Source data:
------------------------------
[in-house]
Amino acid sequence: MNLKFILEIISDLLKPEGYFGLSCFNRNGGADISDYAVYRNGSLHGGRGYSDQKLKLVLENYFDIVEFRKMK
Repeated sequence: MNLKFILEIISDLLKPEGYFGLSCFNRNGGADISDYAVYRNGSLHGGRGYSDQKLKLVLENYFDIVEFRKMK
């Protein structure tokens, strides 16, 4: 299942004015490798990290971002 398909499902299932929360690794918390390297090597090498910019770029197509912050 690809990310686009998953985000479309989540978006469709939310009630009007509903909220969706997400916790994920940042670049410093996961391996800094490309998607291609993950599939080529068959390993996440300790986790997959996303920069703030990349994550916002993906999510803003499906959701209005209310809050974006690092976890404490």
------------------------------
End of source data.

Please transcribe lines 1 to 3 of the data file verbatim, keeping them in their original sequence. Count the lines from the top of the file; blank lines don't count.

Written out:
[in-house]
Amino acid sequence: MNLKFILEIISDLLKPEGYFGLSCFNRNGGADISDYAVYRNGSLHGGRGYSDQKLKLVLENYFDIVEFRKMK
Repeated sequence: MNLKFILEIISDLLKPEGYFGLSCFNRNGGADISDYAVYRNGSLHGGRGYSDQKLKLVLENYFDIVEFRKMK